Avatar Grove is a wonderful experience any time of the year walking alongside giant red cedars and Douglas Firs. The adventure starts in Port Renfrew and the 17 min drive includes logging roads and bridges just wide enough for one car.
Two short trails on either side of the logging road access some of the oldest trees in Canada. Follow the trail up the old creek bed with wild ferns, moss-covered rocks and fallen trees to view some of the last remaining giants on Vancouver Island.
**The well-used trails have seen better days. Plans are in place to repair stairs and walkways; please be careful when visiting the area.
The famous Cathedral Grove is found along the busy Highway #4 between Parksville and Port Alberni on the way to the Pacific Rim, heading to Tofino. Just pull off the road, and you are in the middle of Cathedral Grove, a flat-accessible area with large trees and a government-managed park, making it both beautiful and easy.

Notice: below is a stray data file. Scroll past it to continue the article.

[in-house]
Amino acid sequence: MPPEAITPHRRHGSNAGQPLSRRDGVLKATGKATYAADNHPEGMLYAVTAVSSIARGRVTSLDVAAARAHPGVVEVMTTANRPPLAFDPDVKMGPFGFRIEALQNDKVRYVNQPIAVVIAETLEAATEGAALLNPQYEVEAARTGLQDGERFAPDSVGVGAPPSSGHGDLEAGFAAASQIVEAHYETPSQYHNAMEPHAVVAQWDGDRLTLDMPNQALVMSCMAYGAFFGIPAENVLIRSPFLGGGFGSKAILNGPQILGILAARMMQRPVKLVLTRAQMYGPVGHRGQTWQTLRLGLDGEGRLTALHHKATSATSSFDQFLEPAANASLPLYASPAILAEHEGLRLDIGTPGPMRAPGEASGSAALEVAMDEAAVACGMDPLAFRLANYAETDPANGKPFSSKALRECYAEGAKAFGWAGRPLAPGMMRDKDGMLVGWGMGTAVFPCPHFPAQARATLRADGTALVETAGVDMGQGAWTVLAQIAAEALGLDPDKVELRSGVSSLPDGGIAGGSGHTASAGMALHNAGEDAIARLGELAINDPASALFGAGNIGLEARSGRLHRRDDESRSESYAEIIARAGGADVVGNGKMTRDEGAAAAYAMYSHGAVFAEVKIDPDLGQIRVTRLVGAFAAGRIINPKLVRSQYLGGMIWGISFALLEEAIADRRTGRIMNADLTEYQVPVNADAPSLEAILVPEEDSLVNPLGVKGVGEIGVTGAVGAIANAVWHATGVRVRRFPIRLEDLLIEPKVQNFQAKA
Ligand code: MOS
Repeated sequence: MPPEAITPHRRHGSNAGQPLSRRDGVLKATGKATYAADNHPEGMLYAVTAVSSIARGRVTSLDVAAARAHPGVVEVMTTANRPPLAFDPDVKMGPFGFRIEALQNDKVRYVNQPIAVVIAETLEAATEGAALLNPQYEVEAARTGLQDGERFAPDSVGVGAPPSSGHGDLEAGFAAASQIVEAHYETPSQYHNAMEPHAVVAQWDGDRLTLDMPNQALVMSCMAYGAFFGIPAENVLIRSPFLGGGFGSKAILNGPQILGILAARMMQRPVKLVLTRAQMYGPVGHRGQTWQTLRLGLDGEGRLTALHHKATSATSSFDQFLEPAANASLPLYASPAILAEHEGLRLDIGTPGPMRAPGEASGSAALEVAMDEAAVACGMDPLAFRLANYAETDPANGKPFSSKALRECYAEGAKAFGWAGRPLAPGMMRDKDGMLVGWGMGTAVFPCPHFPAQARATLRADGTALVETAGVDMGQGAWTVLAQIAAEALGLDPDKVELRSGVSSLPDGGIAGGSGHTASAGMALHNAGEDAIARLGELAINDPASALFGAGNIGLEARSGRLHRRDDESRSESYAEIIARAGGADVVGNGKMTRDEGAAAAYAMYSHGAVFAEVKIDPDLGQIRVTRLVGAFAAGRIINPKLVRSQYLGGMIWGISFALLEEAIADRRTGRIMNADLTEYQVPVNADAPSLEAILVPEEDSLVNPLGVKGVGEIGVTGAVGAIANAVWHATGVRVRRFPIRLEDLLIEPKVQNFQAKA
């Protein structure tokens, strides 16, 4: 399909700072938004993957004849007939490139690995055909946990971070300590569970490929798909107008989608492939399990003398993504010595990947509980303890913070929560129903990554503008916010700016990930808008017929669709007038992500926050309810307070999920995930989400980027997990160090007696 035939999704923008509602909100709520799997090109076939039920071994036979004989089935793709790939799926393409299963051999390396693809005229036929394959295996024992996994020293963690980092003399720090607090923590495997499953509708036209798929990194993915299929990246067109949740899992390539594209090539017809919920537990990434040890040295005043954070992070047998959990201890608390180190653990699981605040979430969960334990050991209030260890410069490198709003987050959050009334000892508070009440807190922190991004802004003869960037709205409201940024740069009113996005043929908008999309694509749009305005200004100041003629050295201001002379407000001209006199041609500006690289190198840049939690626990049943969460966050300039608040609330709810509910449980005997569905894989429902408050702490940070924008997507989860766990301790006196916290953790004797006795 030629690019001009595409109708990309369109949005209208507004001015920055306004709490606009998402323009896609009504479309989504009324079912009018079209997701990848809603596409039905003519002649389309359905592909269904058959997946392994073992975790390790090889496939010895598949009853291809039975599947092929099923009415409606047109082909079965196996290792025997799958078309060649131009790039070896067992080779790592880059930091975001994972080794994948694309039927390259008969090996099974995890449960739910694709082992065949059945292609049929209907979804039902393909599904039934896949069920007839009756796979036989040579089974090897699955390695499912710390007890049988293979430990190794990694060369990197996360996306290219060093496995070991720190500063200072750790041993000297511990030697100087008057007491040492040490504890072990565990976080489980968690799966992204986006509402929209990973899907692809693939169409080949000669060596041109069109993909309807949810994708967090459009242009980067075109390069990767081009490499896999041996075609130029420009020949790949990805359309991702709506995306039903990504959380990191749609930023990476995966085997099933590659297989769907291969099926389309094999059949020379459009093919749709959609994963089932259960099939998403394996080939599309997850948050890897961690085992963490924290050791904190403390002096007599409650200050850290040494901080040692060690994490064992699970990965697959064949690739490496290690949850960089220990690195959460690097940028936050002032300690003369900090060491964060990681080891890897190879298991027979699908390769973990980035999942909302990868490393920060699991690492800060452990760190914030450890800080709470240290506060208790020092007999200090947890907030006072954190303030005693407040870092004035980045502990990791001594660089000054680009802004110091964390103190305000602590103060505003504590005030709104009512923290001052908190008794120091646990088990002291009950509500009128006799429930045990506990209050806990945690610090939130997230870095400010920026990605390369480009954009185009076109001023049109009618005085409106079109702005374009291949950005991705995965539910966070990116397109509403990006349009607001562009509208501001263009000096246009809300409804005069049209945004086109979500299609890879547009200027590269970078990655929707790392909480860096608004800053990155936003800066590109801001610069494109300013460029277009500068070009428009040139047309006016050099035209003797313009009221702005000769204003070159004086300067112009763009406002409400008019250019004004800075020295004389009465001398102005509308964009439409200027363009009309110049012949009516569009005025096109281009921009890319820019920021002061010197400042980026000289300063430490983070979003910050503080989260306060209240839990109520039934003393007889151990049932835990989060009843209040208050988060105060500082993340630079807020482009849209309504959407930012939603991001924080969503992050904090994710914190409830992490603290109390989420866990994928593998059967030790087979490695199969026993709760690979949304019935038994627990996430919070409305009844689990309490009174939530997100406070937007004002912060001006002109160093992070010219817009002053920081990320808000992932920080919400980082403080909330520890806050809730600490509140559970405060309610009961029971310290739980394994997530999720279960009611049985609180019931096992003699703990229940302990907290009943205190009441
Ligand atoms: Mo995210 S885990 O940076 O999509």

in contrast, Avatar Grove welcomes you to the “Wild Side” of Vancouver Island, with a rugged glimpse into the Old-Growth forest.
Avatar Grove is over an hour from the closest chain food restaurant or luxury hotel. The route includes windy roads and one-lane bridges, logging roads and potholes.
The Avatar trails weave through the rugged hillside with slippery roots and beautiful scenery. The hikes are short, but the experience transports your mind into another world, hundreds of years old with impressive Douglas Firs and Red Cedars trees.
Please note, there are no amenities, and the area is not wheelchair accessible.